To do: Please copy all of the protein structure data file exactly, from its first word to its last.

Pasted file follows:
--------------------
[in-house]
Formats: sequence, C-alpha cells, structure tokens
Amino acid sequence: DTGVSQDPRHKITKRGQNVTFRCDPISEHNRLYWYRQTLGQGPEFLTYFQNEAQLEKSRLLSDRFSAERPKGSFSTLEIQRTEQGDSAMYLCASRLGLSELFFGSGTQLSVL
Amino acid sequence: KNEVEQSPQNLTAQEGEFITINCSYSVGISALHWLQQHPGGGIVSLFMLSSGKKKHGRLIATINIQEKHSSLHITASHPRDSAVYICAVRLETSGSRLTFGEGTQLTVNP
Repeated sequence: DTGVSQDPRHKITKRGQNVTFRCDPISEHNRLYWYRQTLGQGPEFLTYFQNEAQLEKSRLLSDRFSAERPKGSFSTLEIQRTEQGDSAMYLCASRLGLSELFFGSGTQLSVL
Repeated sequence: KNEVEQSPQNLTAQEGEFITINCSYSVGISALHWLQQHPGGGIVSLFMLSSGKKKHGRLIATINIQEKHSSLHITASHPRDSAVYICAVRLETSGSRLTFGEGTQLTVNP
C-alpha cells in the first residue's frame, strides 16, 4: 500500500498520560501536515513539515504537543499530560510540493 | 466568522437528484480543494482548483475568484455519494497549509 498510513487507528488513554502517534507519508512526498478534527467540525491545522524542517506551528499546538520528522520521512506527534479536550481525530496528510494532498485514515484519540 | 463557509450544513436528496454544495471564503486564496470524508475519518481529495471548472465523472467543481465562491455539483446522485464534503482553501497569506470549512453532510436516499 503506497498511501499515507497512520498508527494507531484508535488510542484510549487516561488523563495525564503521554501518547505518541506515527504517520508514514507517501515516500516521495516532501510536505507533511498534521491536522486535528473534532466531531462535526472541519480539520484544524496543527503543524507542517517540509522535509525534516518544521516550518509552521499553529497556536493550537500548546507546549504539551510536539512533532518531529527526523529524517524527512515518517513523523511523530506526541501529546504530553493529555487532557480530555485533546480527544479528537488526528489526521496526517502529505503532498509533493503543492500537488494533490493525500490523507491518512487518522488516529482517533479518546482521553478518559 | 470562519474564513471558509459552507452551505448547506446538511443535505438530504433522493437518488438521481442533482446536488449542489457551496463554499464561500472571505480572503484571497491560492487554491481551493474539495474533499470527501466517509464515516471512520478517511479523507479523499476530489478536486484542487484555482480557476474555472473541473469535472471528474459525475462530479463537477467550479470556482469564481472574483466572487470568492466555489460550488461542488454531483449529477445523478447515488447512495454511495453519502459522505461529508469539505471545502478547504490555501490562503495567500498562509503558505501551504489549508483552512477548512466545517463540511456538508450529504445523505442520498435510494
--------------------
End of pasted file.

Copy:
[in-house]
Formats: sequence, C-alpha cells, structure tokens
Amino acid sequence: DTGVSQDPRHKITKRGQNVTFRCDPISEHNRLYWYRQTLGQGPEFLTYFQNEAQLEKSRLLSDRFSAERPKGSFSTLEIQRTEQGDSAMYLCASRLGLSELFFGSGTQLSVL
Amino acid sequence: KNEVEQSPQNLTAQEGEFITINCSYSVGISALHWLQQHPGGGIVSLFMLSSGKKKHGRLIATINIQEKHSSLHITASHPRDSAVYICAVRLETSGSRLTFGEGTQLTVNP
Repeated sequence: DTGVSQDPRHKITKRGQNVTFRCDPISEHNRLYWYRQTLGQGPEFLTYFQNEAQLEKSRLLSDRFSAERPKGSFSTLEIQRTEQGDSAMYLCASRLGLSELFFGSGTQLSVL
Repeated sequence: KNEVEQSPQNLTAQEGEFITINCSYSVGISALHWLQQHPGGGIVSLFMLSSGKKKHGRLIATINIQEKHSSLHITASHPRDSAVYICAVRLETSGSRLTFGEGTQLTVNP
C-alpha cells in the first residue's frame, strides 16, 4: 500500500498520560501536515513539515504537543499530560510540493 | 466568522437528484480543494482548483475568484455519494497549509 498510513487507528488513554502517534507519508512526498478534527467540525491545522524542517506551528499546538520528522520521512506527534479536550481525530496528510494532498485514515484519540 | 463557509450544513436528496454544495471564503486564496470524508475519518481529495471548472465523472467543481465562491455539483446522485464534503482553501497569506470549512453532510436516499 503506497498511501499515507497512520498508527494507531484508535488510542484510549487516561488523563495525564503521554501518547505518541506515527504517520508514514507517501515516500516521495516532501510536505507533511498534521491536522486535528473534532466531531462535526472541519480539520484544524496543527503543524507542517517540509522535509525534516518544521516550518509552521499553529497556536493550537500548546507546549504539551510536539512533532518531529527526523529524517524527512515518517513523523511523530506526541501529546504530553493529555487532557480530555485533546480527544479528537488526528489526521496526517502529505503532498509533493503543492500537488494533490493525500490523507491518512487518522488516529482517533479518546482521553478518559 | 470562519474564513471558509459552507452551505448547506446538511443535505438530504433522493437518488438521481442533482446536488449542489457551496463554499464561500472571505480572503484571497491560492487554491481551493474539495474533499470527501466517509464515516471512520478517511479523507479523499476530489478536486484542487484555482480557476474555472473541473469535472471528474459525475462530479463537477467550479470556482469564481472574483466572487470568492466555489460550488461542488454531483449529477445523478447515488447512495454511495453519502459522505461529508469539505471545502478547504490555501490562503495567500498562509503558505501551504489549508483552512477548512466545517463540511456538508450529504445523505442520498435510494